St. Philip's Catholic Primary School, Messenger Road, Smethwick, West Midlands, B66 3DU

Messenger Road
West Midlands
B66 3DU

Tel: 0121 558 1643

Our Curriculum

Termly Curriculum Overviews

Find out what the children will be learning each term for 2016/17:

Annual Curriculum Maps

See our long term planning for each year group for 2016/17:

All curriculum maps and overviews are in pdf format.

Learning Challenges – The Principles

At St. Philip's we have worked together with Focus Education to deliver our new curriculum. Below are the four over arching principles of how our children will be learning through the curriculum.

What are the main principles?

  • The Learning Challenge concept is built around the principle of greater learner involvement in their work. It requires deep thinking and encourages learners to work using a question as the starting point.
  • In designing the curriculum teachers and learners are using a prime learning challenge, expressed as a question, as the starting point. Using the information gained from pre-learning tasks and the school's context a series of subsidiary challenges are then planned. Each subsidiary learning challenge is also expressed as a question. See how this works in the schemes of work provided.
  • The subsidiary learning challenge is normally expected to last for one week but this does not need to be the case. However, initially it may be useful for the learners and indeed the staff to get used to the weekly learning challenge. The important point is that the learning challenges need to make sense to the learners and it is something that is within their immediate understanding,

How do the Pre-Learning Tasks Work?

  • Pre-Learning Tasks ensure that learners are directly involved in the planning process. Well planned pre-learning tasks should help to bring out what learners already know; what misconceptions they may have and what really interests them.
  • Teachers should take account of the outcomes from pre-learning tasks to plan the subsidiary learning challenges for each major area of study. It should help teachers recognise which transferable skills learners have already developed that could be used to initiate new learning with a level of confidence.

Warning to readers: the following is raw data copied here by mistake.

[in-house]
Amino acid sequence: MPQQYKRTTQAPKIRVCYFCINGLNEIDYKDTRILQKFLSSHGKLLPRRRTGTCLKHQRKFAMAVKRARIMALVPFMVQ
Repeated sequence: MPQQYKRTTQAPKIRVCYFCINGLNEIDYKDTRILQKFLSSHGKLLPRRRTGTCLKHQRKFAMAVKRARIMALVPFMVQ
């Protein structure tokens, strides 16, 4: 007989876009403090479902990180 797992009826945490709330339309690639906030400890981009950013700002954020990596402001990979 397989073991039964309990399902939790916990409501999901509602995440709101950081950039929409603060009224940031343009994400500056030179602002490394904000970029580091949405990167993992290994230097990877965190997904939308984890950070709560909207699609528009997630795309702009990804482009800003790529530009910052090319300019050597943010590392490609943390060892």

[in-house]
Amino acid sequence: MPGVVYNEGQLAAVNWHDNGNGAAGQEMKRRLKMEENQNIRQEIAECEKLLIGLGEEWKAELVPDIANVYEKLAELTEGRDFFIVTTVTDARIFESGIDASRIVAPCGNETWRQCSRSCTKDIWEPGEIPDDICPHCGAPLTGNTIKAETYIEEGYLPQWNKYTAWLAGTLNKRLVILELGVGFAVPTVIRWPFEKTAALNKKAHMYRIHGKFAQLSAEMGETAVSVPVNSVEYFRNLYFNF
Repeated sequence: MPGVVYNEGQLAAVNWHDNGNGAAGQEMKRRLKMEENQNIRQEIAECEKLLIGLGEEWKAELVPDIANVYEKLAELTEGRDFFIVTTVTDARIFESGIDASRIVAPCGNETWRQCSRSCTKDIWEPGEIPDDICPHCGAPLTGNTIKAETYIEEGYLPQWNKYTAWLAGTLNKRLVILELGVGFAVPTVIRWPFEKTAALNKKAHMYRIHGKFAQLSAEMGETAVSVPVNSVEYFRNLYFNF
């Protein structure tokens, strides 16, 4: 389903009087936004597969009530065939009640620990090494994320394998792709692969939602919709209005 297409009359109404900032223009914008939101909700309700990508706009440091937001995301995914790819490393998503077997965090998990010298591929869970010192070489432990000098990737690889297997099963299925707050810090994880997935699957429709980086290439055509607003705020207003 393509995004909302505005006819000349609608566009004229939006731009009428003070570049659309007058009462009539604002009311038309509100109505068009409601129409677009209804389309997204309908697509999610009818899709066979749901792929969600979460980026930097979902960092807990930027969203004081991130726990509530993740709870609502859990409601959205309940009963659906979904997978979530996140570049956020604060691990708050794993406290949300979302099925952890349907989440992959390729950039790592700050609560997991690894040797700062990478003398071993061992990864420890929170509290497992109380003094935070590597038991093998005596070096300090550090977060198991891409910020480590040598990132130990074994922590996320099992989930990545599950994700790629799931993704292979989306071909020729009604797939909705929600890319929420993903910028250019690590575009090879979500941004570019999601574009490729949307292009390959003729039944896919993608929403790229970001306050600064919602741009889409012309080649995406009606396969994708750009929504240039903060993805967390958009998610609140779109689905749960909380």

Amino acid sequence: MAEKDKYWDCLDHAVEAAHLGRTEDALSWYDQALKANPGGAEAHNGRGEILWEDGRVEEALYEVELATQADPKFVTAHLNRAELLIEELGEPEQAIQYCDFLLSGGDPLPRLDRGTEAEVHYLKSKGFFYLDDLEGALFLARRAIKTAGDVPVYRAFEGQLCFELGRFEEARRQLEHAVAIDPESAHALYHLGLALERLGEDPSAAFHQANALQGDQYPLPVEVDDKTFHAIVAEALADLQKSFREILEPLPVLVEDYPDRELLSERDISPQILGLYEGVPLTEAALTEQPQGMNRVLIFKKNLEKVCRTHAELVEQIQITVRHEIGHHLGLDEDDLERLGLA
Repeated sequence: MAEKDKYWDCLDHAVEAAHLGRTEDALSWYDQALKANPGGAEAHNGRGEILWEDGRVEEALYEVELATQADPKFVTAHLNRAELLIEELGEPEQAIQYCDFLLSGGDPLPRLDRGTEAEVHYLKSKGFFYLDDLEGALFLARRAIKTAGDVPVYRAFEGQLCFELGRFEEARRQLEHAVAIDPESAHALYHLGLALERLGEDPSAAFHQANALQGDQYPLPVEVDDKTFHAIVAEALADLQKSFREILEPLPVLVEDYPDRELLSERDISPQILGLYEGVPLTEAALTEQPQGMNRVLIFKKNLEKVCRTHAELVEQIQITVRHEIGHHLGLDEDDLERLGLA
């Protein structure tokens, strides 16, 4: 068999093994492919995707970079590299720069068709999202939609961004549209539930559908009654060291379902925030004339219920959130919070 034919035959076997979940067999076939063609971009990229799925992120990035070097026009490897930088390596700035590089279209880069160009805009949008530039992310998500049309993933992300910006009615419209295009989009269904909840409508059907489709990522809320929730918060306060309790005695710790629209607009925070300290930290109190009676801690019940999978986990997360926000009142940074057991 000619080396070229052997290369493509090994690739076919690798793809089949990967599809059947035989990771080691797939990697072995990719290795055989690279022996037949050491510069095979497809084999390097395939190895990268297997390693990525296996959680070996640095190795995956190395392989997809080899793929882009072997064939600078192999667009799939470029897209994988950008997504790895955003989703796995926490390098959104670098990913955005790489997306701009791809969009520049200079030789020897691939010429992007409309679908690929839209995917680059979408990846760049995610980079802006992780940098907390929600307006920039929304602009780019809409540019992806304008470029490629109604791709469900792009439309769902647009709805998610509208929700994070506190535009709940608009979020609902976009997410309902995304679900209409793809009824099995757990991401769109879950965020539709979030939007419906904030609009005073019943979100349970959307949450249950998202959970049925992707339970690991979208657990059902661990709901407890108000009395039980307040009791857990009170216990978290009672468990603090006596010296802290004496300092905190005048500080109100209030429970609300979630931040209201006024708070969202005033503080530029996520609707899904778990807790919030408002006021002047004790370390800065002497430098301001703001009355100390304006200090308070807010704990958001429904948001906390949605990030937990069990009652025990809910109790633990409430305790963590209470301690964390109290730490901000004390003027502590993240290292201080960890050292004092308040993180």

• Pre-Learning tasks could take many different forms and can last for as long or as short as required. Some may be written tasks others oral. Mind mapping is one method that has been used successfully by many schools. Using pre-learning tasks as part of a school's programme of home learning will help to get parents and carers directly involved in their children's learning.

How do we ensure that pupils are improving their knowledge and understanding and developing appropriate skills?

  • Continuity and progression in the curriculum will be built around a set of matrices known as essential knowledge, understanding and key skills within subject disciplines. These are broken into Year group expectations and have additional challenges for able learners. The 'Key Skills and Essential Knowledge and Understanding' matrices within the Learning Challenge Curriculum will allow school to guarantee that the learners' essential skills are being developed, alongside National Curriculum requirements (where appropriate), whilst allowing individual schools to have a great deal of autonomy with their methodology.
  • In addition, there is an expectation that teachers apply English, mathematics and ICT skills where it is appropriate to do so. An overview of the skills likely to be adopted is presented as part of the planning structure which appears 'on the Learning Challenge website'.
  • The final part of the skills structure is the year group 'engagement or empowerment' skills. These are presented progressively under the headings of: team workers; effective participators; reflective learners; independent enquirers; resourceful thinkers; and self-managers.

How are learners presented with opportunities to reflect on their learning?

  • Time for learners to reflect or review their learning is central to the whole process. This is in keeping with the 'Learning to Learn' principles where reflection is seen as a very important part of individuals' learning programme.
  • Within the Learning Challenge Curriculum it is suggested that the final subsidiary learning challenge is handed over for learners to reflect on their learning. The idea is that learners present their learning back to the rest of the class making the most of their oracy and ICT skills to do so. Initially learners may require a great deal of direction so the reflection time may need to be presented in the form of a question which helps them to review their work.
  • Although reflection is seen as a concluding part of the prime learning challenge it is hoped that that there will be continual opportunities for learners to reflect frequently, especially as each subsidiary learning challenge comes to an end. Ideally, there should be a good deal of learner autonomy evident during reflection time.